Walter Bargen: "War Feathers"




My father somewhere in the Korean War.

My mother and I outside Cincinnati

living in a trailer.  I have a black

and white photo of him beside the lamp

next to my bed.  He's dressed in dusty fatigues,

the pockets of his baggy pants, I think

filled with air, as if he was about to rise

off the frozen ground and be blown away,

but that wouldn't happen for another thirty years. 

He's posing, his body slightly turned, his arm raised,

elbow bent so his hand is level with his shoulder,

as he holds the polished metal of a .45.


Was it the same year I lay in bed with food poisoning? 

How suffering bookmarks a year.  That summer

I was playing "Go Fish" with my grandfather.

He and my great-grandfather always cheated,

one looking over my shoulder, signaling to the other

what card not to choose.  Mad, I stormed off

the porch and ran across Virginia Avenue,

looking up at the telephone lines, anxious, waiting

for a call from a bullet-proof father to rescue me.


Perched on the black looping line a twittering banana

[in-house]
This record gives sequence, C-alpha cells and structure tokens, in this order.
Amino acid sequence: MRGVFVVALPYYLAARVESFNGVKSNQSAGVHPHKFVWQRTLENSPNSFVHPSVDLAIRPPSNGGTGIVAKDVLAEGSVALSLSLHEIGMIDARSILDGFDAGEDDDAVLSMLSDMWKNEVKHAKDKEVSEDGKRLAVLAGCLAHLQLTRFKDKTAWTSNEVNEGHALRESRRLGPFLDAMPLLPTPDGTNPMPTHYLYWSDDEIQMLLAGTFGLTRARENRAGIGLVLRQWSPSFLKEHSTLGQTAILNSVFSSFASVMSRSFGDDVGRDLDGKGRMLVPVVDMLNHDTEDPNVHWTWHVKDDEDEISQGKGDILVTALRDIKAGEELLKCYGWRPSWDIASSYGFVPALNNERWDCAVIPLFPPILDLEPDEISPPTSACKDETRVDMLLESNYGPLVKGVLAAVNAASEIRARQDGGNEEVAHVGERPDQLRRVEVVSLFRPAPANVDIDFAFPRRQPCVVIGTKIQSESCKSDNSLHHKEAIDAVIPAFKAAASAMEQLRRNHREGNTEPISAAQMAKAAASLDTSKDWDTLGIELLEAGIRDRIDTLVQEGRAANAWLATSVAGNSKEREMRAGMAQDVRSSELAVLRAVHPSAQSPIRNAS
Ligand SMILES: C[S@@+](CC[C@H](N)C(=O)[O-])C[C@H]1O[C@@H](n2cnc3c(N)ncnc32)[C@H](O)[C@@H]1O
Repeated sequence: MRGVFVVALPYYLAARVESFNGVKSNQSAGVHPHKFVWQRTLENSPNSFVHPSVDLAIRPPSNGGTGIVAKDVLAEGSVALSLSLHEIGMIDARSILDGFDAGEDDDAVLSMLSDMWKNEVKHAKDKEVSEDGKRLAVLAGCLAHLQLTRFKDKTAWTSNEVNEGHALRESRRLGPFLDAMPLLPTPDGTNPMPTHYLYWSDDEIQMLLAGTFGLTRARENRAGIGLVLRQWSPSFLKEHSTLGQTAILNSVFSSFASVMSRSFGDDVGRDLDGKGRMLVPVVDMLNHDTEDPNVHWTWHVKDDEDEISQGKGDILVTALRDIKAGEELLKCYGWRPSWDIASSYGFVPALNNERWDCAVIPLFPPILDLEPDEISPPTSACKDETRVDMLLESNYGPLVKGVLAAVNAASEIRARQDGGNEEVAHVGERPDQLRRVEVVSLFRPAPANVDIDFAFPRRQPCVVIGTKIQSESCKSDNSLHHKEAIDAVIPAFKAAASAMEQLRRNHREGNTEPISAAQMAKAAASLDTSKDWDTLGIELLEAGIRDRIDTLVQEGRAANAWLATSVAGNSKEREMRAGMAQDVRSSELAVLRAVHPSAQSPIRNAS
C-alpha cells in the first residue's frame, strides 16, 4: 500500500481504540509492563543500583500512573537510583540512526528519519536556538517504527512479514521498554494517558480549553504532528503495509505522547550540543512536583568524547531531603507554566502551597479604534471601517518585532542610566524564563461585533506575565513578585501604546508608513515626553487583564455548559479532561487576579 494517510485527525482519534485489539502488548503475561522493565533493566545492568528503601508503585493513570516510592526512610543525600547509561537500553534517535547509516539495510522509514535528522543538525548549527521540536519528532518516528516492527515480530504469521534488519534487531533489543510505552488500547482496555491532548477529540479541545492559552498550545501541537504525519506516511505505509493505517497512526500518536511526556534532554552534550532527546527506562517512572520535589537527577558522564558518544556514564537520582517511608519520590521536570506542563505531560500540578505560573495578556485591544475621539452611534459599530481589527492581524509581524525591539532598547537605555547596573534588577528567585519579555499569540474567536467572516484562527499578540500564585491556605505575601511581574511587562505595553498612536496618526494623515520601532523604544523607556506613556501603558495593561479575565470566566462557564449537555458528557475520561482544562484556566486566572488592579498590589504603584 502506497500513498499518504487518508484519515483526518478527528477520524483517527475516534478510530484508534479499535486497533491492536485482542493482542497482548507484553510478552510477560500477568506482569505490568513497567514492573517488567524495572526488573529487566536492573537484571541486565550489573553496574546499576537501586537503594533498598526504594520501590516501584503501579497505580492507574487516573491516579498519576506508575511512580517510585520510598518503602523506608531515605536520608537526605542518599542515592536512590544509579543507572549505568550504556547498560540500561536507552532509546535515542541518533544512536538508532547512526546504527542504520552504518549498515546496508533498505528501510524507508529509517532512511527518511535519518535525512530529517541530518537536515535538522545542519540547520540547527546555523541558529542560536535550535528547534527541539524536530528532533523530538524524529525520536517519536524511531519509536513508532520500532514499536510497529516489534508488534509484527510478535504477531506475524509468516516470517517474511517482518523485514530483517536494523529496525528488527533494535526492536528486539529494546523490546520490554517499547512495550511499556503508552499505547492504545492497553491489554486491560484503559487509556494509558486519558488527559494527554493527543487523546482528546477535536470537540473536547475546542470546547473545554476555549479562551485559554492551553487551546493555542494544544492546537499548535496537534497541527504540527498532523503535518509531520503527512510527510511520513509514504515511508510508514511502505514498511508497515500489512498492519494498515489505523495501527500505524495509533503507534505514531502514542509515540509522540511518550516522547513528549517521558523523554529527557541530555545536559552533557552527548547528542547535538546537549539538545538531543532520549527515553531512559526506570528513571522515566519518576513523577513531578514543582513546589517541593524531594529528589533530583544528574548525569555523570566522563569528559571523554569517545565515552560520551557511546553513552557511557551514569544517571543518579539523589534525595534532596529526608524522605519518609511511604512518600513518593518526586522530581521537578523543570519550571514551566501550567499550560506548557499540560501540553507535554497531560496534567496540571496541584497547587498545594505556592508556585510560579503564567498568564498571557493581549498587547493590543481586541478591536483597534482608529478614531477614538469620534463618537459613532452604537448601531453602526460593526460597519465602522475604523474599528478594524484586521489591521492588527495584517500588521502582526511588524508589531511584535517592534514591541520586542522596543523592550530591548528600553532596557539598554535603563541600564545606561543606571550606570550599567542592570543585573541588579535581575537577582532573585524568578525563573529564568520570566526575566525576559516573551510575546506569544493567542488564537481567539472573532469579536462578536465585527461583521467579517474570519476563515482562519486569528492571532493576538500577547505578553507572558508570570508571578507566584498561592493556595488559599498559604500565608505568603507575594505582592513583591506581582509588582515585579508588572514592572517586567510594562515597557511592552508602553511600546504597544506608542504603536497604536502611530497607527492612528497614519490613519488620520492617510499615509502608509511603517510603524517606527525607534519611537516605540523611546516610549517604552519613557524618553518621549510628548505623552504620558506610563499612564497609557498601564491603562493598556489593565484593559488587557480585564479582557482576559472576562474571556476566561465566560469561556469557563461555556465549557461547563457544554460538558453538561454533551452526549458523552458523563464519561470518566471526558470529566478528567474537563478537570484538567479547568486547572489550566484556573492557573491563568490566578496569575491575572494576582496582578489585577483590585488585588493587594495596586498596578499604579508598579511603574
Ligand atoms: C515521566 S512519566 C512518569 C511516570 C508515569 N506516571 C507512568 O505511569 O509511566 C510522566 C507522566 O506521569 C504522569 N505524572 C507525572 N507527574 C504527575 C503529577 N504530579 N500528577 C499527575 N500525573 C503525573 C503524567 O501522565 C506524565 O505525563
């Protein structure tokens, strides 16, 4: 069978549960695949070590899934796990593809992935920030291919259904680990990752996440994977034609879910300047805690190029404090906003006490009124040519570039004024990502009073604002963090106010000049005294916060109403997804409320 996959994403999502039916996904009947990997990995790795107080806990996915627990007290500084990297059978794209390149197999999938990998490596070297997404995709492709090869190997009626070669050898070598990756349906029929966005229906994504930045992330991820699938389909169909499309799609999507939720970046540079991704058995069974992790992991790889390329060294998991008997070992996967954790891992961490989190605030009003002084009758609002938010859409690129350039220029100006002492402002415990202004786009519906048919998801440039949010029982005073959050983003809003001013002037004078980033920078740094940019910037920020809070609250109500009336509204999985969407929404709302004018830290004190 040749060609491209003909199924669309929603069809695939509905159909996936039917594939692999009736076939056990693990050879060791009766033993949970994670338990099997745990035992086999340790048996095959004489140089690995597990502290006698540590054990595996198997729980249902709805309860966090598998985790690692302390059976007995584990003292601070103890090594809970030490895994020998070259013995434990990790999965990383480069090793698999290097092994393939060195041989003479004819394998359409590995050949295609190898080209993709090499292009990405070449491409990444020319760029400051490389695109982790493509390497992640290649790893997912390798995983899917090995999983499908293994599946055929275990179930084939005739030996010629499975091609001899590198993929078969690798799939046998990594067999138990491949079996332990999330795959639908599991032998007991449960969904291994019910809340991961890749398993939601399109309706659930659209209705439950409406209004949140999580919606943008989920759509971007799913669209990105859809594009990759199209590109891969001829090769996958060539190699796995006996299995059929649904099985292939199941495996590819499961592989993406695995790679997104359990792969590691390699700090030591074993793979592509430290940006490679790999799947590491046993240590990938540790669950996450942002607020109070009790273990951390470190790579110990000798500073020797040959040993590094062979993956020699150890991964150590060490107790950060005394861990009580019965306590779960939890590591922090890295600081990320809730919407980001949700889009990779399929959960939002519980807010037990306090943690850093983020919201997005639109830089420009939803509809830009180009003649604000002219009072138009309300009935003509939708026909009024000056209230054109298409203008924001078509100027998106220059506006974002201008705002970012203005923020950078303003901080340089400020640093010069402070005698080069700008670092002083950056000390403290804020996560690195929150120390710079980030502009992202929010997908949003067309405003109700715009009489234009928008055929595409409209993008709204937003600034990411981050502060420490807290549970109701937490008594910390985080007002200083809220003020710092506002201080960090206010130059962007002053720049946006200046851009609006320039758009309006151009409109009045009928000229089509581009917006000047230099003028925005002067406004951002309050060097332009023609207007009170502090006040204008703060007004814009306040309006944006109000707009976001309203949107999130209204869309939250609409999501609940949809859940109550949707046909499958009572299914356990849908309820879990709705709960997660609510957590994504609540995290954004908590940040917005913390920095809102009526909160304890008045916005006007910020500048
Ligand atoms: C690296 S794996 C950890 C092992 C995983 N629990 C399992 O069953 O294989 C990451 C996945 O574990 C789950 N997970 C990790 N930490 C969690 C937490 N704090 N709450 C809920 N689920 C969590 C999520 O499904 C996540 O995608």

peel, no a singing drop of gold, no a bird,

and when I ran to tell my grandparents, they didn’t

believe me, but persistence brought them

to the front yard, where they took off their hats

and began throwing them at the bird, hoping

to frighten it down. Anyone who drove past,

seeing two old men throwing their fedoras high

into the air, would have thought them celebrating,

perhaps a son or grandson still alive, home early.



Walter Bargen has published thirteen collections of poetry.  His recent books are Theban Traffic (2008) and Days Like This Are Necessary: New & Selected Poems (2009).  He is the winner of the Chester H. Jones Foundation Prize in 1997, a National Endowment for the Arts Fellowship in 1991, and the William Rockhill Nelson Award in 2005.  He was appointed the first poet laureate of Missouri (2008-2009).